Something happened in the last couple of decades of practicing medicine. On one hand, it's become increasingly difficult to care for our patients: we see 5 patients in the time we used to see 1; it's impossible to navigate insurance companies' rules; and hospital regulations seem to tie our feet and ask us to jump.
At the same time, medical administrators use "patient satisfaction" as the metric of success, and so regulate provider actions in service of that metric: sit down when you're speaking with patients; talk about feelings; talk about facts; thank the patient for choosing our hospital. Oh, and see more patients.
Somehow these formulaic demands feel both overwhelming and insufficient. We agree that patient satisfaction is fundamentally important. But we disagree that the route to patient satisfaction -- when up to half of physicians show signs of burnout -- is more rules, more sticks, and more carrots.
We'd like to propose something revolutionary: that patient satisfaction starts with provider satisfaction. Our experience is proof, the studies back it up, and our patients seem to echo the sentiment. So, in service of that…
5 reasons that patient satisfaction starts with happy, satisfied providers:
- Compassion fatigue can disable us. Compassion fatigue (sometimes called Secondary Traumatic Stress) is a documented condition, common in caregivers and healthcare providers. When compassion fatigue occurs, disconnection, negativity, and even inefficacy in regular work is the result. A lack of support, pervasive stress and pressure, and isolation are all causes -- the exact things that inspired us to start ClickCare -- and are things that persist in so much of healthcare.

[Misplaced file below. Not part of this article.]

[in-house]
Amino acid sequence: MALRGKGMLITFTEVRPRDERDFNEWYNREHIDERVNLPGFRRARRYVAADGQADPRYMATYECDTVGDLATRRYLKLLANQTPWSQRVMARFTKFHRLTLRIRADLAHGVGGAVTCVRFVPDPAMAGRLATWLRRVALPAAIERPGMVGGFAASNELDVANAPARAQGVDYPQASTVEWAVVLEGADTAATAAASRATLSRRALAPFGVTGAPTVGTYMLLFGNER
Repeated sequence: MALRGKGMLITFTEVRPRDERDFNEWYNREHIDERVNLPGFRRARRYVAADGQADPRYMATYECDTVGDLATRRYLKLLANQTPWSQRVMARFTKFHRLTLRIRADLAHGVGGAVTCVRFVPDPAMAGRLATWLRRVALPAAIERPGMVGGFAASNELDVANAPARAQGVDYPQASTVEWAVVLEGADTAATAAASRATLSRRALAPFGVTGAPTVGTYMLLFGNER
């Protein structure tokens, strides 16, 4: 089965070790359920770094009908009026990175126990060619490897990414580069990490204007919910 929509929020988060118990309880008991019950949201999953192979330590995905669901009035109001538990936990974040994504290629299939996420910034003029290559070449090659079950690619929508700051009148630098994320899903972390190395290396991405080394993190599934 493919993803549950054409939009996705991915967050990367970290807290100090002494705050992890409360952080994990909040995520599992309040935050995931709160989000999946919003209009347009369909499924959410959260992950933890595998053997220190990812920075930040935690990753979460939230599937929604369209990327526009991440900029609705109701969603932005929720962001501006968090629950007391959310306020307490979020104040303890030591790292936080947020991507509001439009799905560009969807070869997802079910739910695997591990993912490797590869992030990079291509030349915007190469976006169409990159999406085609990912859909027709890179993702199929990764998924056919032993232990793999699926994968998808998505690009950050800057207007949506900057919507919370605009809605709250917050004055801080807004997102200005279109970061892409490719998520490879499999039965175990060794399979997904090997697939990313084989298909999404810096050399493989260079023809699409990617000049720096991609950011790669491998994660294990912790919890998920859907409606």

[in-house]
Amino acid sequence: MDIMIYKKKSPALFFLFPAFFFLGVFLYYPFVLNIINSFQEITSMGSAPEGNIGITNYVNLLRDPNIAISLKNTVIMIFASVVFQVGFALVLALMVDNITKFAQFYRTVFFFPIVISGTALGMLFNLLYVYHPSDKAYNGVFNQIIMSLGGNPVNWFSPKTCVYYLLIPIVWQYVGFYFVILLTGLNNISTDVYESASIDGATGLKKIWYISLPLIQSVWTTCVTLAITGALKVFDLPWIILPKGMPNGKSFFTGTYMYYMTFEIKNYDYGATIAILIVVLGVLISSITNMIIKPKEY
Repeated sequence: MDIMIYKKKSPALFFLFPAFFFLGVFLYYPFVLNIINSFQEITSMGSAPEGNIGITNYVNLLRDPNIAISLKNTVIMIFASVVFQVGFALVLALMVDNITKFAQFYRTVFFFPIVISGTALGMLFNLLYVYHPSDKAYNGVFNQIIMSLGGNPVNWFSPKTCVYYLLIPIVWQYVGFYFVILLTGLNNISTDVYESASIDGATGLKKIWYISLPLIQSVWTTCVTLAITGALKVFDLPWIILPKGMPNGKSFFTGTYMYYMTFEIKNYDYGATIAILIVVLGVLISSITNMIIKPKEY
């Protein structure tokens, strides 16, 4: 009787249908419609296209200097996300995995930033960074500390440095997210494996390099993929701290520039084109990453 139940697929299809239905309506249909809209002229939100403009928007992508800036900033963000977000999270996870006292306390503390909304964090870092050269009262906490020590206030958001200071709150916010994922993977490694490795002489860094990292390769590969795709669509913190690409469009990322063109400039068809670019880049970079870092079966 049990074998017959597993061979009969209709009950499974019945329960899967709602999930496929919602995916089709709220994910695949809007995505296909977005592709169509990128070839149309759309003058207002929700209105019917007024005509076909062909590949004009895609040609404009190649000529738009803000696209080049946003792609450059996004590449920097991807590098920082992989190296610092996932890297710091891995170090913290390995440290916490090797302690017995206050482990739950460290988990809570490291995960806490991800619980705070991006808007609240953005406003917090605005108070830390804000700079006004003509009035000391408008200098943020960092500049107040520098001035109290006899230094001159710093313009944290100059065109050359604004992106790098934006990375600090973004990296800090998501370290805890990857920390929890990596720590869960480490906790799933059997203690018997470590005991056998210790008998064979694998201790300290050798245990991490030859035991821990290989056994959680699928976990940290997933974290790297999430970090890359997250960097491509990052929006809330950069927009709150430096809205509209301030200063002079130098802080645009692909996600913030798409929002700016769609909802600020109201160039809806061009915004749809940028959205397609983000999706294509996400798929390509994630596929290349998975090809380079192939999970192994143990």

- Happy providers communicate better. We all know that providers that communicate well have happier patients. But you might be surprised to find out that if we're happier, we'll communicate better. In fact, a study from the University of Arizona showed that happy people have deeper, more substantive conversations, something that patients seem to crave.
- Burned-out providers become unable to do even the basics. One recent study shows that providers with burnout are detached, have a low sense of empathy, and even lie and cheat. So while sometimes we think of self-care or avoiding burnout as a selfish thing, it's very clear that getting what we need as providers is the most altruistic thing we can do.
- Will power and good decision-making plummet when exhausted. There is a really fascinating set of research that shows that will power and good decision-making are linked. And the more decisions we are required to make (or the more will power we use), the more that "muscle" becomes exhausted. Once exhausted, our will power and decision-making become very poor -- until we recharge, rest the muscle, and are ready to use it again. As every healthcare provider knows, a day in the office is an endless series of complex decisions. And when we're not given the space or support to rest from that complexity, the evidence shows that we'll perform poorly.
- Finally, providers actually need the same things patients need. So often, providers and patients are pitted against each other in a "zero sum" model of medicine: it is assumed that if the provider is getting what she needs then the patient won't, and vice versa. In fact, however, as elaborated in this New York Times article, providers need many of the same things that lead to patient satisfaction. Both patients and providers need more time in the exam room, better communication, simpler regulations, less rush, and more authentic interaction with each other. So it's actually a win-win.